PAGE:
By Darryl Fears and Juliet Eilperin | The Washington Post
WASHINGTON — The Trump administration is aggressively pressing ahead in expanding federal oil and gas industry leases that could lead to more drilling on land and at sea, defying an assessment by scientists in President Donald Trump’s own government that the production and use of fossil fuels is accelerating climate change.
On Friday, the administration announced a final decision to lift protections for a uniquely American bird called the greater sage grouse on nearly 9 million acres to provide more leasing opportunities to oil, gas and mining industries.
A day earlier, an Interior Department assistant secretary confirmed that he told leaders of the fossil fuel industry last month that the Atlantic Coast will almost certainly be included in the administration’s plan to expand federal leasing to nearly the entire outer continental shelf. Offshore leases haven’t been granted in the Atlantic for decades, and drilling hasn’t been allowed for a half century.
Joe Balash, assistant secretary for land and minerals management, said the department’s determined effort to approve seismic surveys is a sign that the Eastern Seaboard is in serious play — despite concerns that blasting piercing sounds every 10 seconds for weeks on end pose risks to whales and dolphins, according to conservationists and some scientists.
“I will tell you, we wouldn’t work really, really hard to get seismic permits out if that area wasn’t going to be available,” Balash said during a question-and-answer session following his speech at the International Association of Geophysical Contractors conference in Houston.
In his remarks, Balash said he found it “absolutely thrilling” that Trump’s “knack for keeping the attention of the media and the public focused somewhere else” has allowed Bureau of Ocean Energy Management employees to process the permits without much scrutiny. In an email to The Washington Post on Thursday, Balash said his comments reflected his appreciation that the president’s leadership style made it easier to execute his energy dominance agenda.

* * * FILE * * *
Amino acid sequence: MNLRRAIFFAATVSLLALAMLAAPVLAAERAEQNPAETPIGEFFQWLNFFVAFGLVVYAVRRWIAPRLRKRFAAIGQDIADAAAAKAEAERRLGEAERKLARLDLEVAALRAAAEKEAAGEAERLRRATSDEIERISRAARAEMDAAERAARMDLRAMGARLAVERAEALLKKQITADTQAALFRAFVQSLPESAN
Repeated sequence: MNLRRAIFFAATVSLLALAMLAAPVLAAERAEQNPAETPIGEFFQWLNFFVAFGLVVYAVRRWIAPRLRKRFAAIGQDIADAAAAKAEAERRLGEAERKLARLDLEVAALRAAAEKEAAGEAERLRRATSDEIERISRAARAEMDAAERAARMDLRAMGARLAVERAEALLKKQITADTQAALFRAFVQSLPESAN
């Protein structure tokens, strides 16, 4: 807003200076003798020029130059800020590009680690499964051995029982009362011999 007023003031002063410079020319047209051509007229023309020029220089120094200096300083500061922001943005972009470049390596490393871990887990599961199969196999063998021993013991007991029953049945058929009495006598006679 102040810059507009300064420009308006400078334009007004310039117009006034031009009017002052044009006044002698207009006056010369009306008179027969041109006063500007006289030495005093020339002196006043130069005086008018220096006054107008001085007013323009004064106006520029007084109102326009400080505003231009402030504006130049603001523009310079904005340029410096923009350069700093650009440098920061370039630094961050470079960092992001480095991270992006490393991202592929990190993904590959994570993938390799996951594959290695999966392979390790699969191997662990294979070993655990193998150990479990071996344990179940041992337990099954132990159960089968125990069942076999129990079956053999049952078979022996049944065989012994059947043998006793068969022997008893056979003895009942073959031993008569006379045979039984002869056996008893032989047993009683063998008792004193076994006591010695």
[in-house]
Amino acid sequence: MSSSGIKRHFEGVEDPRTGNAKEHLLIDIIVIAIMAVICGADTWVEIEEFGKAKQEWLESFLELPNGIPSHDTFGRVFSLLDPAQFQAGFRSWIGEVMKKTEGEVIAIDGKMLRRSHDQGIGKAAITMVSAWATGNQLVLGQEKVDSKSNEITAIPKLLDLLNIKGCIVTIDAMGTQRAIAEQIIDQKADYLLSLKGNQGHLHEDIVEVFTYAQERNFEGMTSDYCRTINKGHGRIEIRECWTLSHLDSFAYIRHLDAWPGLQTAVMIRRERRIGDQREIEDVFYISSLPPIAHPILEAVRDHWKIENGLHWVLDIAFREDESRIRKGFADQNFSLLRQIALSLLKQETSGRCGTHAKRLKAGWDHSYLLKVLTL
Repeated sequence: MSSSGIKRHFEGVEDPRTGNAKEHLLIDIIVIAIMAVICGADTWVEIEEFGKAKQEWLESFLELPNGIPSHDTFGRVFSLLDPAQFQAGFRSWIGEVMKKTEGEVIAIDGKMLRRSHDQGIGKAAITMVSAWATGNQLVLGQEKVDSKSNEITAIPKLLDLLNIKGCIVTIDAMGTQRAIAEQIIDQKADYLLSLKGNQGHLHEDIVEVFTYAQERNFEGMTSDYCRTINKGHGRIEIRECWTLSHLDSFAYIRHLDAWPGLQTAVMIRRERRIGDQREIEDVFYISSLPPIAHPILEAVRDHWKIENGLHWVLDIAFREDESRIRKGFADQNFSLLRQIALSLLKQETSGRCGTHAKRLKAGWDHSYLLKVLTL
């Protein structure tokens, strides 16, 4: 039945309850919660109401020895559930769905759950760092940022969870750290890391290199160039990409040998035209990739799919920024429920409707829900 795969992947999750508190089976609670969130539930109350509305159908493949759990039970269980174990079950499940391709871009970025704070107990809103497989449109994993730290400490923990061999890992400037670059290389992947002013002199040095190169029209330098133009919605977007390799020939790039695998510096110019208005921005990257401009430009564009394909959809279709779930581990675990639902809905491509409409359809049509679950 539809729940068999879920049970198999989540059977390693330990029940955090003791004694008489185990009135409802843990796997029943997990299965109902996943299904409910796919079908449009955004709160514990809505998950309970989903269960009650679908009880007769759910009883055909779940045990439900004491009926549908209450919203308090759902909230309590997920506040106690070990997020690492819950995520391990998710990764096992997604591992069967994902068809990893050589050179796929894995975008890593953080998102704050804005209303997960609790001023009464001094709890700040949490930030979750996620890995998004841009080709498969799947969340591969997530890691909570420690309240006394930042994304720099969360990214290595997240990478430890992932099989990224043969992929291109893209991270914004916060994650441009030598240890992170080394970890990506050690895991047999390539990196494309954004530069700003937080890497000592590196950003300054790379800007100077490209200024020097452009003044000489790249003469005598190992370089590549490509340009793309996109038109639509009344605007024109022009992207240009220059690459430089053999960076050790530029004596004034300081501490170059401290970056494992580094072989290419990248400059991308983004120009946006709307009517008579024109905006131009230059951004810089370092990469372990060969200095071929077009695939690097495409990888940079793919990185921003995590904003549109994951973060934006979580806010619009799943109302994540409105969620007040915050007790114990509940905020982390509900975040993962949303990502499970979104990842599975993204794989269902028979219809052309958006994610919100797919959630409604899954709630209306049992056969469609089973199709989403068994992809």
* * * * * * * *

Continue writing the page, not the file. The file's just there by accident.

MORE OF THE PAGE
In pursuit of that agenda over the past two years, the administration has sought to reverse dozens of regulations aimed at making oil platforms safer, reducing carbon dioxide and methane released into the atmosphere, and protecting the habitats of endangered animals and those on the verge of an endangered status.
Administration officials have argued that animals can adapt more easily to changes in habitat than conservationists believe. Critics counter that these intrusions pose an added threat to the greater sage grouse, which is imperiled, and North Atlantic right whales, which are endangered.
Interior has offered nearly 16.8 million acres of federal land for oil and gas leasing since Trump took office, according to the Center for Biological Diversity — a swath of land larger than the combined size of Maryland and New Jersey. Of those acres, more than 2.3 million were leased, and the department plans to auction off another 1.3 million acres in the spring.
Under Friday’s decision, oil and natural gas operations can more easily conduct horizontal drilling in sage grouse habitat.
Sage grouse exist only in the United States. …read more
Source:: The Mercury News – Latest News